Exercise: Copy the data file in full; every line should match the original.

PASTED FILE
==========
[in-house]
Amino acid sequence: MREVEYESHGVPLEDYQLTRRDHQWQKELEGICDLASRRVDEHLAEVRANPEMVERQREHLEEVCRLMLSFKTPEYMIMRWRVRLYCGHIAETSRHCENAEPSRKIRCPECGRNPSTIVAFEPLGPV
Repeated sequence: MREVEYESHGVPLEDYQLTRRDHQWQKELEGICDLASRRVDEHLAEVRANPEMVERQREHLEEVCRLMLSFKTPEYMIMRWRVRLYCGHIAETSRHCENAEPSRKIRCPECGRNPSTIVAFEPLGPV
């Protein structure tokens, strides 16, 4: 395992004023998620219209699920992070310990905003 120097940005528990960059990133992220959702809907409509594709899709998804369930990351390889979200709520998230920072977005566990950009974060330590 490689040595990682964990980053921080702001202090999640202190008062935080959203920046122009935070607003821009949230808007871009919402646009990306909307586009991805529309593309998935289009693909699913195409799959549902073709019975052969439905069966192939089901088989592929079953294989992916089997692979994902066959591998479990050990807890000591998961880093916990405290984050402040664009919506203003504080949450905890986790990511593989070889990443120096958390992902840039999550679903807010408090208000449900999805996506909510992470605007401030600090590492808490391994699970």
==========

[in-house]
Amino acid sequence: MREVEYESHGVPLEDYQLTRRDHQWQKELEGICDLASRRVDEHLAEVRANPEMVERQREHLEEVCRLMLSFKTPEYMIMRWRVRLYCGHIAETSRHCENAEPSRKIRCPECGRNPSTIVAFEPLGPV
Repeated sequence: MREVEYESHGVPLEDYQLTRRDHQWQKELEGICDLASRRVDEHLAEVRANPEMVERQREHLEEVCRLMLSFKTPEYMIMRWRVRLYCGHIAETSRHCENAEPSRKIRCPECGRNPSTIVAFEPLGPV
């Protein structure tokens, strides 16, 4: 395992004023998620219209699920992070310990905003 120097940005528990960059990133992220959702809907409509594709899709998804369930990351390889979200709520998230920072977005566990950009974060330590 490689040595990682964990980053921080702001202090999640202190008062935080959203920046122009935070607003821009949230808007871009919402646009990306909307586009991805529309593309998935289009693909699913195409799959549902073709019975052969439905069966192939089901088989592929079953294989992916089997692979994902066959591998479990050990807890000591998961880093916990405290984050402040664009919506203003504080949450905890986790990511593989070889990443120096958390992902840039999550679903807010408090208000449900999805996506909510992470605007401030600090590492808490391994699970």